Analysis: The Supreme Court was *never* going to hand the election to Donald Trump #Breaking112
“The application for injunctive relief presented to Justice Alito and by him referred to the Court is denied,” wrote the Court in rejecting an attempt by Pennsylvania Republicans — with the President’s blessing — to block the certification of the 2020 election results in the commonwealth. President-elect Joe Biden beat President Donald Trump in Pennsylvania by just more than 81,000 votes.
Thus ends a month-long effort by Trump and his legal team to find some complaint — any election complaint — that the Supreme Court would consider and, in so doing, pry open the door to him somehow winning an election he quite clearly lost.
From that moment onward, the Trump team filed a slew of lawsuits in states as far flung as Arizona, Georgia and, yes, Pennsylvania, designed to lean on judges that he had appointed over his first term to deliver a delay or a redo of the election.
The ultimate goal for Trump was to get one of those cases of alleged election fraud in front of the Supreme Court, a court where he had appointed three conservative justices — most recently Justice Amy Coney Barrett — and where the President clearly believed he could expect a favorable ruling
That plan, it quickly became clear, was deeply flawed.
In late November, a federal appeals court flatly rejected the campaign’s efforts to challenge the results in the state.
The Trump strategy utterly failed before the Supreme Court on Tuesday, failing to even convince a single justice to write a word of explanation (or dissent) for why the case would not be considered.
How did Trump (and his legal team) miscalculate so badly? Simple. Trump believed that the Supreme Court operates the same way he does: Purely transactionally.
See, in Trump’s mind, he had GIVEN Supreme Court seats to Barrett as well as Justice Neil Gorsuch and Brett Kavanaugh. They wouldn’t have been on the court without him (true!) and, therefore, they owed him.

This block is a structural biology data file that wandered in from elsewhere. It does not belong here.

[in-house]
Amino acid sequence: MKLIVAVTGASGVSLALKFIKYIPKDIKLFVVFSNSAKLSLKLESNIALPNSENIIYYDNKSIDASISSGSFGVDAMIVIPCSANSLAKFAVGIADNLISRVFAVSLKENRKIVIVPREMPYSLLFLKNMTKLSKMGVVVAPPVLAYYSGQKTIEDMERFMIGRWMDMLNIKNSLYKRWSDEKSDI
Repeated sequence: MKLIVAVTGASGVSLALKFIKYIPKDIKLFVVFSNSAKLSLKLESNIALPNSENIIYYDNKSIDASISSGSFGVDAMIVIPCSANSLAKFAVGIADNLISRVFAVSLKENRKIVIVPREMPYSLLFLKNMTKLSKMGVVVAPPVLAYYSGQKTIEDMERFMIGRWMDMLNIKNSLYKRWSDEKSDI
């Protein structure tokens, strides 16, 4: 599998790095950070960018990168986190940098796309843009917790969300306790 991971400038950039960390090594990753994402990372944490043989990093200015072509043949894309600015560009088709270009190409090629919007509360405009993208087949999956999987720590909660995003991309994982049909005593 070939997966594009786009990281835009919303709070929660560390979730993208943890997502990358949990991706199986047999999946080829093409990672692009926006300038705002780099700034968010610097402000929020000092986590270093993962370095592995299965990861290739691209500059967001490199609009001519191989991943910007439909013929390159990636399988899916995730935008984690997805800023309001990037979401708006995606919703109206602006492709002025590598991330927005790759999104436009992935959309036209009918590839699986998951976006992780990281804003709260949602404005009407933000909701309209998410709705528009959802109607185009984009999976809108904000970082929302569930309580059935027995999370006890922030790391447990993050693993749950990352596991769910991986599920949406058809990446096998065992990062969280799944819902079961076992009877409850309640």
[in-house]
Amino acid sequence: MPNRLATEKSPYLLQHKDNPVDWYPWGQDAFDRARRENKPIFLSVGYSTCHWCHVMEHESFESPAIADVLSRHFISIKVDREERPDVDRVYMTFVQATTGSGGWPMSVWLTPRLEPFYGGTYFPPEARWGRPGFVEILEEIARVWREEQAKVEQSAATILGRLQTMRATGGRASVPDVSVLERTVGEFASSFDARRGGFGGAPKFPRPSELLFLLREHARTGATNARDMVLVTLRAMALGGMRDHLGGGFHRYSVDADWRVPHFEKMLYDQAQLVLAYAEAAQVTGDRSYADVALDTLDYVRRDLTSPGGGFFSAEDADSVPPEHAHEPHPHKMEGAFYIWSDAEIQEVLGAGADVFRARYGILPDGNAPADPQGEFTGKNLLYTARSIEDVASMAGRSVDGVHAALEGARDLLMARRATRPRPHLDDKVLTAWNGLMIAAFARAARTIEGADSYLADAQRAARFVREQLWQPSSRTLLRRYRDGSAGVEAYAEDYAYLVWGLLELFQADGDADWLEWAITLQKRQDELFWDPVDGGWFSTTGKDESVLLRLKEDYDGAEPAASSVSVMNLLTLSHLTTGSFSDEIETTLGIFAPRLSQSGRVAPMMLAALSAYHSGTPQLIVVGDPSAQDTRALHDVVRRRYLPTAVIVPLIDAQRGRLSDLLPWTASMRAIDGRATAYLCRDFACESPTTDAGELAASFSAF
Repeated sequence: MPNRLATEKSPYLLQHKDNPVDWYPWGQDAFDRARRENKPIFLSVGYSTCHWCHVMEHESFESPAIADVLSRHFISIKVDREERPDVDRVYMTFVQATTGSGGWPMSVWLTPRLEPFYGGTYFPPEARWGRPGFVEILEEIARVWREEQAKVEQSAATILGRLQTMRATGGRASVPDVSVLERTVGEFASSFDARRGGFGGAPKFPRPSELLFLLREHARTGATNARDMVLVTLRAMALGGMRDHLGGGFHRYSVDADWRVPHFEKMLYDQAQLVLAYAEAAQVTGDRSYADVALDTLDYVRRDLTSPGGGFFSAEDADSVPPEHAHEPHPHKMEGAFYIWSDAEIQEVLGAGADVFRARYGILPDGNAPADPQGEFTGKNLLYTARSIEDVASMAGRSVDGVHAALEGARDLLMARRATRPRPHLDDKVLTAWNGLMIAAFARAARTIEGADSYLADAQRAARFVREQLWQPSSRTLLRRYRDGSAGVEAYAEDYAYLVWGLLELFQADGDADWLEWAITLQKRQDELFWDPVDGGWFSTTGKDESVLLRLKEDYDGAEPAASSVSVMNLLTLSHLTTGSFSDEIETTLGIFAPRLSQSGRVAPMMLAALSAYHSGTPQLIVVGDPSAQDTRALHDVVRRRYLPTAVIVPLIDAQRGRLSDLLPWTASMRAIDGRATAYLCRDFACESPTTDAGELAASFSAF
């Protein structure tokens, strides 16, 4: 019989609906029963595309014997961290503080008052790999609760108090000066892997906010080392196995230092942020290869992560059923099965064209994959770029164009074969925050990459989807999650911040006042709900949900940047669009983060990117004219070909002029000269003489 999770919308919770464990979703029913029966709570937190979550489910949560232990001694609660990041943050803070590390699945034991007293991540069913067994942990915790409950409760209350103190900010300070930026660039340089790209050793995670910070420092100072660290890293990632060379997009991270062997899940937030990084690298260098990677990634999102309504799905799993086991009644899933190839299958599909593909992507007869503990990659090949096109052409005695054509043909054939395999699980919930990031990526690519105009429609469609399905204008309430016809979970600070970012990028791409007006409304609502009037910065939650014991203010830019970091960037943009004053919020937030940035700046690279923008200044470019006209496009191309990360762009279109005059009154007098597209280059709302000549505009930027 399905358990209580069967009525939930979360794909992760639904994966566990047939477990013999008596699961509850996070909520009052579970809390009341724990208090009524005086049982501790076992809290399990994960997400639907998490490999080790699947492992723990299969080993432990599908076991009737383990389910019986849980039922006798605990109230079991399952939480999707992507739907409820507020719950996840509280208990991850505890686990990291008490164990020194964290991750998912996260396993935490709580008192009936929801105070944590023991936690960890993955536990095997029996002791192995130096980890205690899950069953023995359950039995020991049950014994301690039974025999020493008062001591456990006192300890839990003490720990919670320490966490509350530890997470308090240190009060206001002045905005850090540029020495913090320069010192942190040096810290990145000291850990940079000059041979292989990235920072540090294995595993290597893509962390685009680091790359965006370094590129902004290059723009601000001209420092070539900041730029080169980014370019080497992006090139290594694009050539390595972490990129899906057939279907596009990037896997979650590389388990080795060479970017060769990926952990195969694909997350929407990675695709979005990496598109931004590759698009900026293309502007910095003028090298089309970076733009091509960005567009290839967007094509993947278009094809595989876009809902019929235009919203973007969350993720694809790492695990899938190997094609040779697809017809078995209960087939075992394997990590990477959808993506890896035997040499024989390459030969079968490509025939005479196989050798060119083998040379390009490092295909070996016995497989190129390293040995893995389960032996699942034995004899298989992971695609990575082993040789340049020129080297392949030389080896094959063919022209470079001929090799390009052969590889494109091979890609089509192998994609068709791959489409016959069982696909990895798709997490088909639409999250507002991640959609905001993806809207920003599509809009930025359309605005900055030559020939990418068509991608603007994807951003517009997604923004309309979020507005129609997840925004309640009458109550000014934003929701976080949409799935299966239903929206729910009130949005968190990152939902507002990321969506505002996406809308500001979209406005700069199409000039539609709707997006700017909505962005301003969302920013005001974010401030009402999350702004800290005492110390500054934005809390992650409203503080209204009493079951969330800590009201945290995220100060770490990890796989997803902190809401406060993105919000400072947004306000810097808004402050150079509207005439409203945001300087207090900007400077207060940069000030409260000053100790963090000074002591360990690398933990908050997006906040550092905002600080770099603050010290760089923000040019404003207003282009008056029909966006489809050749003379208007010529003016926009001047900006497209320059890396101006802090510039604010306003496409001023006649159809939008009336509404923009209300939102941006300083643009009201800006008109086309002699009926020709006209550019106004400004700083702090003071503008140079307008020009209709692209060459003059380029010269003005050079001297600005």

That is, of course, not how the Supreme Court works. The justices are appointed by presidents who identify with one or the other of the major parties in the country, yes. And Republican presidents tend to pick justices who will offer conservative opinions from the bench while Democratic president choose judges with more liberal track records.
But, the Supreme Court isn’t an elected body. The nine members are purposely meant to be kept at a remove from the day-to-day political considerations that elected officials — from the President on down — have to calculate.
And, we know that the justices take that above-politics mission very, very seriously.
Unless forced to consider political matters — as the court was in Bush v. Gore in 2000 — the justices want to stay as far away from politics as possible.
Then there is the fact that the case Pennsylvania Republicans had appealed to the Supreme Court had already been dismissed by the Pennsylvania Supreme Court.
The only thing the Supreme Court may dislike more than getting in the middle of a political squabble is injecting itself unnecessarily into a matter that has already been considered and dismissed by a lower court.
Add it up and you can see that Trump’s strategy of simply getting a case to the Supreme Court was always doomed to fail. Three of the nine justices may have been appointed by Trump and six of the nine may align with the conservative bloc on the high court.
But they were never going to get in the middle of overturning the clearly stated will of the people because of those facts. That Trump couldn’t understand that speaks to how incapable he is of understanding anyone who doesn’t operate from a purely transactional place.